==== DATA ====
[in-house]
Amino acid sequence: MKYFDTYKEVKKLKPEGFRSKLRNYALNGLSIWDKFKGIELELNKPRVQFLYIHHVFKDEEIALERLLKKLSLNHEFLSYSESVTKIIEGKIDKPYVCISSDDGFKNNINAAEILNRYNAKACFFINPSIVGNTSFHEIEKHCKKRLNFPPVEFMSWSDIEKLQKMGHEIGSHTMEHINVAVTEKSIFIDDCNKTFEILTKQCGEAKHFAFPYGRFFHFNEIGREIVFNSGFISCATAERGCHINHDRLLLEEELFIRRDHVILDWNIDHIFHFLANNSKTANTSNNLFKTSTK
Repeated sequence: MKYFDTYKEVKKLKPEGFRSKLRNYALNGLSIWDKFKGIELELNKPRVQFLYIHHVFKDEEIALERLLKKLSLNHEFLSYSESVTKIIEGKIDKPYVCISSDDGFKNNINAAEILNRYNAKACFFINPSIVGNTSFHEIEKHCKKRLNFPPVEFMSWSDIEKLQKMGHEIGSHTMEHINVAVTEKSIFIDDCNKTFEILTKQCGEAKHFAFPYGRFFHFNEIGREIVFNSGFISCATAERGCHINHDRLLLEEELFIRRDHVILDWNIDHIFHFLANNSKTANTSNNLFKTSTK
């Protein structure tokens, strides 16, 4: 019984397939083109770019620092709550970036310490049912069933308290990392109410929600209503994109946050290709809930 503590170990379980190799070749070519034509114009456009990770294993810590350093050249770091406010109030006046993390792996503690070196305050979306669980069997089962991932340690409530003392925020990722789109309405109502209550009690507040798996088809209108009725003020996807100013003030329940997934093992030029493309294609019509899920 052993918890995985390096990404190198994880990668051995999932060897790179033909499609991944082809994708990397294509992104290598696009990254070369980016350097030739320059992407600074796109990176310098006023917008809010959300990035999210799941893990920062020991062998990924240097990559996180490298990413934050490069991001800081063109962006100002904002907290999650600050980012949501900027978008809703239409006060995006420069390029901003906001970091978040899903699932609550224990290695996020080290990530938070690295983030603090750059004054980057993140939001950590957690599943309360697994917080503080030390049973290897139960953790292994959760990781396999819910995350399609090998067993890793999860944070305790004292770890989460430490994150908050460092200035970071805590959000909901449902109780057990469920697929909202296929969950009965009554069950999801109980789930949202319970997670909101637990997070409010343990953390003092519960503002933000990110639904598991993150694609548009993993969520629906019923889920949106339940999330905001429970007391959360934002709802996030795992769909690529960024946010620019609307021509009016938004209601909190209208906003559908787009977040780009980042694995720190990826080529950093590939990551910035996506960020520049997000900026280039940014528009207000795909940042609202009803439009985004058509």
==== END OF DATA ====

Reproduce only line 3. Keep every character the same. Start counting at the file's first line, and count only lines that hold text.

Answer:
Repeated sequence: MKYFDTYKEVKKLKPEGFRSKLRNYALNGLSIWDKFKGIELELNKPRVQFLYIHHVFKDEEIALERLLKKLSLNHEFLSYSESVTKIIEGKIDKPYVCISSDDGFKNNINAAEILNRYNAKACFFINPSIVGNTSFHEIEKHCKKRLNFPPVEFMSWSDIEKLQKMGHEIGSHTMEHINVAVTEKSIFIDDCNKTFEILTKQCGEAKHFAFPYGRFFHFNEIGREIVFNSGFISCATAERGCHINHDRLLLEEELFIRRDHVILDWNIDHIFHFLANNSKTANTSNNLFKTSTK